Marchand doing his part to keep Pastrnak's ego in check
TORONTO – Tomas Plekanec hasn’t been a significant contributor for the Maple Leafs since they acquired him from the Montreal Canadiens via trade in late February. But that could change in a big way on Monday.
With Toronto trailing the Boston Bruins 2-0 in their first-round Stanley Cup playoff series, Plekanec has been promoted to the Leafs' checking line for a pivotal Game 3 on home ice. Flanked by Patrick Marleau and Mitch Marner, he projects to matchup against the Bruins’ top line of Patrice Bergeron, Brad Marchand and David Pastrnak.
Plekanec’s new position is one of enormous consequence for the Leafs, and it presents him with a chance to make a difference for a Toronto team that has had absolutely no answer for Bergeron’s group in this series.
“Every player would tell you the responsibility of the [bigger] role is good,” said Plekanec after the Leafs’ morning skate on Monday. “Same with me. I had a bigger role in Montreal and hopefully I can bring that out tonight and be good for the team. It’s one game right now, that’s all you can focus on. We’ll get a good start and go from there.”
It has been a rude awakening for Plekanec to enter the Leafs’ fold in a drastically diminished capacity from what he was used to for 15 seasons with the Canadiens. When Toronto swapped a second-round pick and a pair of prospects for Plekanec and minor-league forward Kyle Baun on Feb. 25, the team expected to get a solid fourth-line centre with the potential that he could move up and succeed anywhere in the lineup if the need were to arise.
But his role on the Leafs’ fourth line hasn’t suited Plekanec thus far. The 35-year-old is averaging just 11:02 time on ice per game, with grizzled veteran Leo Komarov and speedy rookie Kasperi Kapanen as his most frequent wingers.
Tasked principally with winning defensive-zone faceoffs (Plekanec is an impressive 57.9 per cent in the dot), Plekanec’s Leafs’ tenure is a departure from his days matching up with top lines for the Canadiens, where from 2005-2017 he averaged 18:17 of ice time per game.
His past has caught up with Plekanec in the best way now, though. With suspended centre Nazem Kadri unavailable, Plekanec will step into the spotlight as that invaluable checking centre once again.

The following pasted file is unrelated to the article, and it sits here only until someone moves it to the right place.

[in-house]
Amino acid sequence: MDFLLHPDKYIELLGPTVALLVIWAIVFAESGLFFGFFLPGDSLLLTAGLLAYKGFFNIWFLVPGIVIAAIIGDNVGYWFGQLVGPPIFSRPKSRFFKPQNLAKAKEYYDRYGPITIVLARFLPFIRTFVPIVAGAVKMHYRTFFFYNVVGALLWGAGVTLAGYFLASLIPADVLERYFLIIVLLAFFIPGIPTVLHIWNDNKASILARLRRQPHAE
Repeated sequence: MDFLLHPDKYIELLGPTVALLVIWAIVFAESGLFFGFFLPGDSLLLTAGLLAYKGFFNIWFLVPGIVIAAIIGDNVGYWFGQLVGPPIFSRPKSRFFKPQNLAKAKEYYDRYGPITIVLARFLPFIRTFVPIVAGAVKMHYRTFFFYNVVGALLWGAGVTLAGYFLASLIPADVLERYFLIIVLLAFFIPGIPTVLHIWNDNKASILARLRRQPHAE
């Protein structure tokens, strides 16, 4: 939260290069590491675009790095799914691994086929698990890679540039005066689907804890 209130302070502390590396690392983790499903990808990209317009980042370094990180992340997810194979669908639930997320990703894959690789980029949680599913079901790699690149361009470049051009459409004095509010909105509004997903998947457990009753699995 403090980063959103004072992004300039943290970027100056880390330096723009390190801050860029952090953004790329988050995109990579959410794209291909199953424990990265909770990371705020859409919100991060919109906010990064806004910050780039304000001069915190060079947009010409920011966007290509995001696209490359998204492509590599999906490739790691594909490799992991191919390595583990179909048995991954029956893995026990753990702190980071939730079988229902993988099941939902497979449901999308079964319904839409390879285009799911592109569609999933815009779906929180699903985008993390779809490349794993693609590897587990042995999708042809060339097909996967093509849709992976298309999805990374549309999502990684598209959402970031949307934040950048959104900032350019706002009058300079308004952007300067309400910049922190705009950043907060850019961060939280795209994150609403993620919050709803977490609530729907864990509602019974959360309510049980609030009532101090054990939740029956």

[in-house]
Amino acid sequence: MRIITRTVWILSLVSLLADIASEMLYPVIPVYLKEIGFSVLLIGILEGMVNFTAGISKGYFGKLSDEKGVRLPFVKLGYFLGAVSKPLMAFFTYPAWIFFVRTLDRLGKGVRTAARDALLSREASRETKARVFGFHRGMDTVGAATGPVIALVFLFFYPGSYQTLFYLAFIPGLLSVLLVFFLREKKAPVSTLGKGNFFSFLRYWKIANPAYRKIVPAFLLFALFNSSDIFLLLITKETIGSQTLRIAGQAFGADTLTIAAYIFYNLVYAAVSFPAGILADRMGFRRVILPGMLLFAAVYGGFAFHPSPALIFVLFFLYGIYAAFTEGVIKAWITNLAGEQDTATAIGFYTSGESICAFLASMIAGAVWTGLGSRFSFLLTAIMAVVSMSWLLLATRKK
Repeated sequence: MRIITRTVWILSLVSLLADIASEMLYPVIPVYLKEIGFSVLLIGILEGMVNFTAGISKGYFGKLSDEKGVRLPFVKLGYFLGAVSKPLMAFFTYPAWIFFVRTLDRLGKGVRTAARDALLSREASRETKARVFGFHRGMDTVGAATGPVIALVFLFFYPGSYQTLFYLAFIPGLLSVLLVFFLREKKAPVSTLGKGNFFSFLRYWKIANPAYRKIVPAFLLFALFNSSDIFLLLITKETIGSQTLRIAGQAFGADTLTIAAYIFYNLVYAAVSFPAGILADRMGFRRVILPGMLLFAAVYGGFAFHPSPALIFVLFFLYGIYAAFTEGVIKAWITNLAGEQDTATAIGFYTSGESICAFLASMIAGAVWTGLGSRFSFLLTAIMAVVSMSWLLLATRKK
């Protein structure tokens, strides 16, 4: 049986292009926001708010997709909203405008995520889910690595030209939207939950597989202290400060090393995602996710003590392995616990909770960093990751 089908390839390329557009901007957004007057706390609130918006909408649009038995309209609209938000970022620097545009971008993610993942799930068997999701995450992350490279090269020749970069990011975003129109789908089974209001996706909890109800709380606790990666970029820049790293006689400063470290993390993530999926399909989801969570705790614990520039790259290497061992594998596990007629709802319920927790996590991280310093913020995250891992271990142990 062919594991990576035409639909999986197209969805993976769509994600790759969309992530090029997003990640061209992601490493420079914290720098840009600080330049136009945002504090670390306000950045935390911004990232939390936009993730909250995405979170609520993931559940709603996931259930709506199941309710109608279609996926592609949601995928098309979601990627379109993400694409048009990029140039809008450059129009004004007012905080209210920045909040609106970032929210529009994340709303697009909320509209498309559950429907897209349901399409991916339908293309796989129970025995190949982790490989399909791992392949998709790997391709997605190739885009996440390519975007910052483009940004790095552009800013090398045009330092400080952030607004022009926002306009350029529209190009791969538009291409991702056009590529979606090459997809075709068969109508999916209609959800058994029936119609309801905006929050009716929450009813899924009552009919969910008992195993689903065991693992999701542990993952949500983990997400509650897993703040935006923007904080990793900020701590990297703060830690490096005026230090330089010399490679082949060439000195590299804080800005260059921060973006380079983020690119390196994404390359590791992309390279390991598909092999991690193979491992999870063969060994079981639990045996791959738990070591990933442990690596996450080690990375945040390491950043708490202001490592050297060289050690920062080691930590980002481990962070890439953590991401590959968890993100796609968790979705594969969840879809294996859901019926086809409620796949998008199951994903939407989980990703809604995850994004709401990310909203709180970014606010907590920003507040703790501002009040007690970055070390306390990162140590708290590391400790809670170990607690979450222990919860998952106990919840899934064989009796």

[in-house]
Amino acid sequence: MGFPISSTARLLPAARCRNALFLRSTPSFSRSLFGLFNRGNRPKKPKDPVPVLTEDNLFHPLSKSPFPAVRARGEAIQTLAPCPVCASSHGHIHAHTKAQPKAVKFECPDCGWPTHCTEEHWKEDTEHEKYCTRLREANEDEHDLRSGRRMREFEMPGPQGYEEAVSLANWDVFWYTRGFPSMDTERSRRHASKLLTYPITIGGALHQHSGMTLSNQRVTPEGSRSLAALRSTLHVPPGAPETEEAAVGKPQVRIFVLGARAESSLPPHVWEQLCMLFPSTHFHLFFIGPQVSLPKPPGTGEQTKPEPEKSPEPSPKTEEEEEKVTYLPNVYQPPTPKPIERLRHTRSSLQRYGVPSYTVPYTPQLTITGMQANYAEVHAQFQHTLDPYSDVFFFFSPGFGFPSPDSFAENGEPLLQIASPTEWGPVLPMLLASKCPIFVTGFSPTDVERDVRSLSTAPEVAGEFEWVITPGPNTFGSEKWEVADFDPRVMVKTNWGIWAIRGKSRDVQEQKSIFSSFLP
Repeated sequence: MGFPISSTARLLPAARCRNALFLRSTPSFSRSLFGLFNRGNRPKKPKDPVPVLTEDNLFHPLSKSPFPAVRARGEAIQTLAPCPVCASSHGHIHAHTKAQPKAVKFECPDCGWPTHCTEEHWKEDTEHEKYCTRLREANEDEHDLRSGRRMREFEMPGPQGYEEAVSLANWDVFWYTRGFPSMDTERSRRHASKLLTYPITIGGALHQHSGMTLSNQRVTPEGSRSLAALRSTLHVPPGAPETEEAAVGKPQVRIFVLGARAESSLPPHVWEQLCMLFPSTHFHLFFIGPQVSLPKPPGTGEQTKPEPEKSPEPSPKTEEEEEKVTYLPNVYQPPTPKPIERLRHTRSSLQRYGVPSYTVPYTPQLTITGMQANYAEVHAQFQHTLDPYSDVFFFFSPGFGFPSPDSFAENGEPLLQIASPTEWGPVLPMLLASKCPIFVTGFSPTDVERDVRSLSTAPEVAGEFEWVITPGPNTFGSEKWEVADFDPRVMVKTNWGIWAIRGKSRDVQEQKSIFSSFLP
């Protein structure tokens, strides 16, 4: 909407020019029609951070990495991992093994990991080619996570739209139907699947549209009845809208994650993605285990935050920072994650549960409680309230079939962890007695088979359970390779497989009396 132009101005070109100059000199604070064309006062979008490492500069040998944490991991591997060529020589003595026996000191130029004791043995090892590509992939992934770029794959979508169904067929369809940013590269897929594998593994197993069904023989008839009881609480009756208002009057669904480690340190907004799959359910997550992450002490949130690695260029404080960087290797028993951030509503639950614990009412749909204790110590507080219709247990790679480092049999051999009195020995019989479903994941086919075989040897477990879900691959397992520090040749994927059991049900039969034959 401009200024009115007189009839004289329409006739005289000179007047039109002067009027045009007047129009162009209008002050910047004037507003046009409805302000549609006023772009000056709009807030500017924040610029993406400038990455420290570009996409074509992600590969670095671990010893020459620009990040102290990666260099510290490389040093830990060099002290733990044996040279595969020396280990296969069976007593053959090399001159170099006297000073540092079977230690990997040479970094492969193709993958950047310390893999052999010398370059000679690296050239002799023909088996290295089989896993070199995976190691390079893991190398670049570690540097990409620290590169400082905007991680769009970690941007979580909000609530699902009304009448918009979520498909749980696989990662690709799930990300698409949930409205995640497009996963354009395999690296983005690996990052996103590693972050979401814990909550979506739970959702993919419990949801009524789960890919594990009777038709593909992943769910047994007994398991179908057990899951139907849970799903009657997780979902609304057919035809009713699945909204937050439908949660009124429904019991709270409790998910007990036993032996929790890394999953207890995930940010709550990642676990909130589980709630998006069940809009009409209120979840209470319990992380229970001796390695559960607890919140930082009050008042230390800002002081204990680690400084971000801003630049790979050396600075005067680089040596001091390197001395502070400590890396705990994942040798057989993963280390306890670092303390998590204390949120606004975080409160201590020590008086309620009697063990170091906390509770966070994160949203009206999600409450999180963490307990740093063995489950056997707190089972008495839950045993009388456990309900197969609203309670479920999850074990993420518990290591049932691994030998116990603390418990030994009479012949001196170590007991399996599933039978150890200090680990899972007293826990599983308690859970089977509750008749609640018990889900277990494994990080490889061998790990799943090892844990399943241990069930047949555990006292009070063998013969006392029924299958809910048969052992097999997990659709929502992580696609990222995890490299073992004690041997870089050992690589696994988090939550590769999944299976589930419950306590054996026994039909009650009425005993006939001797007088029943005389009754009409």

“That’s why we made the decision to do what we’re doing is his experience,” said Mike Babcock. “We talked about this a number of times, to be prepared for it. I know he’s done the work to do well, so we expect him to be good. If you’re in his situation and you’re not as important on your next team [as you were in Montreal], it’s harder to be as impressive, but he’ll get his opportunity here tonight.”
Whether in the regular season or the playoffs, Plekanec’s time with the Canadiens was dotted by momentous matchups against Bergeron and the Bruins. This season, Plekanec’s numbers against Bergeron’s line have been solid – in 19:23 time on ice against them with Montreal, Plekanec gave up one goal against, while earning 53 per cent possession.
At this point, the Leafs are desperate for any kind of positive momentum. The Bergeron trio has combined for 20 points in the series’ first 120 minutes, including scoring a goal against Plekanec’s line when they went out to win a defensive-zone draw and failed to follow through. But Plekanec isn’t letting that blip rattle his confidence before the biggest game of his Leafs’ career.
“I’ve done this before. [Bergeron]’s a great player, you have to be on top of your game to have a chance to play well against him and against that line,” Plekanec said. “It’s never about one guy on the line. It’s about our whole unit. Play strong defensively, be above those guys, play as five and play real well together.”
“He’s been around a long time, been a shutdown guy in Montreal for a long time in his career,” added Marner. “He’s very good in that [faceoff] circle as well. He brings a lot of aspects to the game that are going to help us out a lot, so I’m excited to play with him.”
How much of an advantage Babcock’s personnel adjustment is remains to be seen, but one thing the Leafs can lean on going into Game 3 is their stellar regular-season home record. Toronto was 29-10-2 at Air Canada Centre going into playoffs, tied for the second-most home wins in the NHL. Since Jan. 22, the Leafs have dropped only two contests in Toronto, and their 29 victories set a new single-season record for the franchise.
The Bruins were an equally good home team this season, and proved it by outscoring the Leafs 12-4 over Games 1 and 2 in Boston. Now it’s the Leafs’ turn to respond.
“We just know we have to be better, that’s the important thing,” said Marner. “We know what we have to do to be successful, but we haven’t done that the first two games. We’ve been good at home lately so we have to get a hot streak going now and come out ready.”
Maple Leafs projected lineup vs. Boston: